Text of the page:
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How to Play with SIM800L — Part 2/2

Because the SIM800L module is very flexible, a great GSM project design can be relatively simple. But there are a number of reasons for experimenting with more complex ideas, such as enhanced performance and the ability to incorporate customized options. Of course, one major disadvantage of complex designs is that it can take a DIYer weeks to locate and purchase the requisite components, not to mention the time to construct and troubleshoot the project. Surprisingly, today’s microcontroller platforms are both simple and complex in nature but are relatively easy to play with. For most DIYers short on skill and patience, the Arduino is a nice entry into the world of such complex design ideas. The following is an example for testing AT commands with Arduino Uno. It’s assumed that you’ve already tested AT commands successfully in your SIM800L module with a USB-to-serial tool as advised in the first part of this tutorial. Let’s proceed to the next level!

 

SIM800L & Arduino Uno

 

Hardware

To start, set up the hardware as shown below. Naturally, you’re going to need a valid SIM card to fully use the SIM800L module. For compactness, my setup was tested with a 1S (3.7-V) Li-ion battery (with 2,700-mAh capacity) removed from my smartphone. Next, upload the test sketch to Arduino Uno as usual. I used the given sketch to test SIM800L with Arduino Uno. Finally, open the Arduino Serial Monitor and test the recommended AT commands.

 

Test Sketch

 

#include <SoftwareSerial.h>

SoftwareSerial mySerial(10, 11); 

void setup()

{



Serial.begin(9600);

mySerial.begin(9600);

}

void loop() 

{

if (mySerial.available())

Serial.write(mySerial.read());

if (Serial.available())

{

while(Serial.available())

{

mySerial.write(Serial.read());

}

mySerial.println();

}

}

AT Commands

 

Command Description
AT Synchronize baud rate
AT+IPR=9600 Set baud rate at 9,600 bps
AT+CBC Inquire charging status and remaining battery capacity
AT+CSQ Inquire GSM signal quality
AT+GSV Display product identification information

 

Here is a screenshot of my Serial Monitor (see the return values):

 

For serious project builders, it’s better to refer to the “SIM800 Series AT Command Manual_V1.09” to learn more about the mystical return values. As an example, the return value “+CBC: 0,62,3900” in my window states that:

 

  • 0 — not charging
  • 62 — 62% of the battery capacity remains
  • 3,900 — battery voltage is 3,900 mV (3.9 V)

 

Quick reminder: The serial communication lines (TXD & RXD) of the SIM800L module used here are for 3.3-V level operation. Although I just wired them to my 5-V Arduino Uno for the quick test without a logic-level converter, I strongly recommend the usage of an appropriate logic-level shifter (see the quick start section in the first part of this tutorial).

 

Arduino GSM Alert — DIY

 

Here’s an application example configured to send an SMS in response to a security switch action. In this cellular-based alert system, once the security sensor switch recognizes an event (i.e., when the normally opened switch flips to a closed state), the system sends a customized alert message to a predefined cellphone number. The following is a hardware diagram of the Arduino GSM Alert system built around an Arduino Uno and SIM800L module. When the hardware setup is ready, just upload the given sketch to Arduino Uno and take a test run!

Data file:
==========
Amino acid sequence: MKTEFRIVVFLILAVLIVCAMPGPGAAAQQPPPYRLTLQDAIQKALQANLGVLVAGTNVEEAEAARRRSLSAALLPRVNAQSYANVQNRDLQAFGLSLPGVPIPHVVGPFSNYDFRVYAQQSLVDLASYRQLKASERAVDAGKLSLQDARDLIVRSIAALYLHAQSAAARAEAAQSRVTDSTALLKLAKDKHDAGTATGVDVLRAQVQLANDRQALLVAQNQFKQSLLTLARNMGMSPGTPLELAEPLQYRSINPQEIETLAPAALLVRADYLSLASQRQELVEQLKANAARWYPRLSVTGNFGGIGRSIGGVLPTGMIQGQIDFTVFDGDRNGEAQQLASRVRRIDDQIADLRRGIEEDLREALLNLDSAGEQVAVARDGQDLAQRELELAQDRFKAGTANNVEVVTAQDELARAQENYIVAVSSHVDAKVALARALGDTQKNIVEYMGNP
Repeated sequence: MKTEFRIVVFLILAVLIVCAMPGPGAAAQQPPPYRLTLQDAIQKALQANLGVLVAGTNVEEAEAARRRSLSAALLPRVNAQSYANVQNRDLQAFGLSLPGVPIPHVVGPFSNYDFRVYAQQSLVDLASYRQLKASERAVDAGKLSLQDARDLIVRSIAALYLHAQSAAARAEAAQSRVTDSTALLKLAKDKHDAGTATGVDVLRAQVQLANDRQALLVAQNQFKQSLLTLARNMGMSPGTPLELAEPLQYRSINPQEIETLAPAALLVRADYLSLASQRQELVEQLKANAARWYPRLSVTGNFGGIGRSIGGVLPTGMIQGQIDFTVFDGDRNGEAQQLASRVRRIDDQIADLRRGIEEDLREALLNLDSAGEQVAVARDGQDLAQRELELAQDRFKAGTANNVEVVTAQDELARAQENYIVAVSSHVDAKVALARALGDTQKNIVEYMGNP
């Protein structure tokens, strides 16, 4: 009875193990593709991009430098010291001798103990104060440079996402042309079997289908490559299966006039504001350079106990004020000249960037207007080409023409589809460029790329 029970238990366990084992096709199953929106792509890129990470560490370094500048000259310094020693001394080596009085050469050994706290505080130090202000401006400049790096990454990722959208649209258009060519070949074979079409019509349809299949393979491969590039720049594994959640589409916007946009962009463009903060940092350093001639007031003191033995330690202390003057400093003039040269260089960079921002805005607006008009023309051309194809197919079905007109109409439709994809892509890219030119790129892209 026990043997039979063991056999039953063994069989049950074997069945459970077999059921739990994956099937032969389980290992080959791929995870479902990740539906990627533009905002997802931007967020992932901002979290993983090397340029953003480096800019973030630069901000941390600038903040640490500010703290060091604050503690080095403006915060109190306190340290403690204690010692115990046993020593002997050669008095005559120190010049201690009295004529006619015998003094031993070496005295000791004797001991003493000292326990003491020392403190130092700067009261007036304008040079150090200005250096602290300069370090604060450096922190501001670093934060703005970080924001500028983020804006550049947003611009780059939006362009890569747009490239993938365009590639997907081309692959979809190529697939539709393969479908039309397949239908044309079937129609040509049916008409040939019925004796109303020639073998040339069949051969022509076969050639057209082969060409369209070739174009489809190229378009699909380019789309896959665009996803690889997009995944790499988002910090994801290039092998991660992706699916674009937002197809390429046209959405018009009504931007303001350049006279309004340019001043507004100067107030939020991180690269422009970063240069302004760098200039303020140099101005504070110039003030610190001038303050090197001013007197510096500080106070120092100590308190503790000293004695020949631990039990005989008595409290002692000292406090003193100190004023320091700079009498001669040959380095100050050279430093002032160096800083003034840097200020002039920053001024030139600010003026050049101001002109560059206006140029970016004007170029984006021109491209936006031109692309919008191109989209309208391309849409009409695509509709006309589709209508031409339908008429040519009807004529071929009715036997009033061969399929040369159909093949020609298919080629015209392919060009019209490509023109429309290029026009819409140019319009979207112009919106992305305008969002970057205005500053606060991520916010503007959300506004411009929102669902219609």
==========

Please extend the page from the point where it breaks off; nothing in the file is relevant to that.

/*

* Arduino GSM Alert (v1.0)

* An Arduino Uno + SIM800L GSM Module Project

* T.K.Hareendran / 2018

*/

//Connect the Tx pin of the SIM800L module to D10

//Connect the Rx pin of the SIM800L module to D11

//SMS Trigger Input (Sense Pin) connected to D3 (Active LOW)

// Connect a push-to-on button switch between D3 and GND

// Push the button switch/ground D3 to send a pre-defined SMS



#include <SoftwareSerial.h>

SoftwareSerial smsSerial(10,11); // RX and TX pins to communicate with SIM800L module

#define sense_pin 3

String number ="1234567890"; // Replace this 10-digits with  recipient's number

void setup()

{

   Serial.begin(9600);

  smsSerial.begin(9600);

   pinMode(sense_pin,INPUT);

   digitalWrite(sense_pin,HIGH);



}

void loop()

{

   //Sends an sms everytime sense_pin sets off

   if (digitalRead(sense_pin)==LOW) // Check if the sense_pin sets off

   {

     smsSerial.println("AT+CMGF=1"); // Set the Mode as Text Mode

      delay(150);

      smsSerial.println("AT+CMGS=\"+91"+number+"\""); // Specify the recipient's number in international format by replacing the 91

      delay(150);

      smsSerial.print("Warning! SIM800L"); // Enter the custom message

      delay(150);

      smsSerial.write((byte)0x1A); // End of message character 0x1A : Equivalent to Ctrl+z

      delay(50);

      smsSerial.println();

   }



}




 

My hardware

 

Screenshot of proof-of-concept

 

This is not a full-fledged design but a simplified version without any dedicated Arduino libraries. My initial intention was to power the SIM800L module from a 3.7-V Li-ion battery (because it draws a lot of current for proper operation) and power the Arduino Uno from a 9-V alkaline battery. Later, I omitted the 9-V alkaline battery and used a “DC/DC boost converter module” to supply 5-V DC to the Arduino Uno board from the 3.7-V Li-ion battery (I didn’t want to use two batteries in a simple project).

 

 

A second, enriched version of the same project is now under development. The concept is trimmed especially for a portable security system project in a small box and powered by a 3.7-V battery. In the meantime, maybe you can fabricate something different based on your own project ideas inspired by my tutorial. Be creative!

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